One unintended consequence of the rise of Artificial Intelligence has been a greater appreciation of Emotional Intelligence and soft skills such as self-awareness, decisiveness, resilience and confidence.
In a recent survey of 2,000 full-time UK office workers carried out by The School of Life for Business, 67% said that they would like to improve their emotional skills; and 65% said that working with colleagues who recognised the importance of good emotional intelligence made their job much easier.
More than half (54%) agreed that working on their emotional skills had helped to further their careers.
The value of Emotional Intelligence is also recognised at a corporate level, as businesses seek to attract the best employees and develop the talents of existing staff members. Google, Sony Music, Facebook, Tipi and Lloyds Bank have all attended Emotional Skills Workshops run by The School of Life for Business.
The survey findings suggest that good emotional skills are particularly important for managers and team leaders:
*71% of respondents believe that diplomatically led teams allow each individual in a team to flourish;
*70% agree that having a self-aware manager made them happier at work; and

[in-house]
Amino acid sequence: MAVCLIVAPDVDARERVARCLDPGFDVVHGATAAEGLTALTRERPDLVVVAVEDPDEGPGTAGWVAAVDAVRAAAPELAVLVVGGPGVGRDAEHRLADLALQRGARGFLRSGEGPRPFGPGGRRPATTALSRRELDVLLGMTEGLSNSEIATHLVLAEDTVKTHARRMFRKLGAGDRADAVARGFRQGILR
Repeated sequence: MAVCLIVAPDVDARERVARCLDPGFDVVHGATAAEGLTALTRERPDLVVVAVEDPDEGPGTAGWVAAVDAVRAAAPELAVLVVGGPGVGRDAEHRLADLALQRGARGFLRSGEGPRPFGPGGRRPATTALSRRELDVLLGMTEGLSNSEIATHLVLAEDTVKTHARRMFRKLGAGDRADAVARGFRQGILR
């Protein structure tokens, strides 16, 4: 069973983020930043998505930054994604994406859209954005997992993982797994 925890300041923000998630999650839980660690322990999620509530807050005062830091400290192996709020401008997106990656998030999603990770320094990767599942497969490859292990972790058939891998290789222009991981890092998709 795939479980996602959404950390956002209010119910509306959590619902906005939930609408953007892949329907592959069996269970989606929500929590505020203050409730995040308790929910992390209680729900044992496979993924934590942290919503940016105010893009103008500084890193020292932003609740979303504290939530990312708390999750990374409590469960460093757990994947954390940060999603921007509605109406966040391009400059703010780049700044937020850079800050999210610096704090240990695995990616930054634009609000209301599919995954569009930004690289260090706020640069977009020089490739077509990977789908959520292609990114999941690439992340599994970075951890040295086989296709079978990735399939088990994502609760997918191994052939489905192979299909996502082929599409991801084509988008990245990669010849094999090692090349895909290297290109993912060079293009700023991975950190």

*80% think that empathetic leaders create a tighter knit working team.
Confidence is seen as an important quality in the workplace, with 74% saying that working with confident colleagues makes them more successful in their work.
Improving confidence levels is a priority for younger workers especially: 55% of respondents aged 16-24 cited confidence as the soft skill they most wanted to improve, compared to just over a quarter of those aged over 55.
Creativity is also seen as important, with 66% claiming they are productive in teams that harness their creative skill set.
While emotional intelligence is seen as an attractive quality in business leaders, it seems to be less important for political leaders. When office workers were asked which of the party leaders in the General Election possessed the most emotional intelligence, Jo Swinson (Liberal Democrat) came out on top, followed by Nicola Sturgeon (SNP), Jeremy Corbyn (Labour) and Boris Johnson (Conservative) i.e. in reverse order to the election result.
Founded by philosopher Alain de Botton, The School of Life has been working with individuals and organisations on developing emotional intelligence skills for more than 10 years.
It currently offers a range of learning programmes for the corporate market, including 20 modular emotional skills workshops, covering Decisiveness, Self-Awareness, Adaptability, Charm & Creativity, as well as learning programmes for Management and Keynote Speeches.
Individuals can develop workplace skills in their own time using a series of self-help books produced by The School of Life. These compact, beautifully designed and accessible books are available in electronic and printed formats for £10 each.
The two most recent titles, How to Think More Effectively and How to Get on with Your Colleagues, were published in January.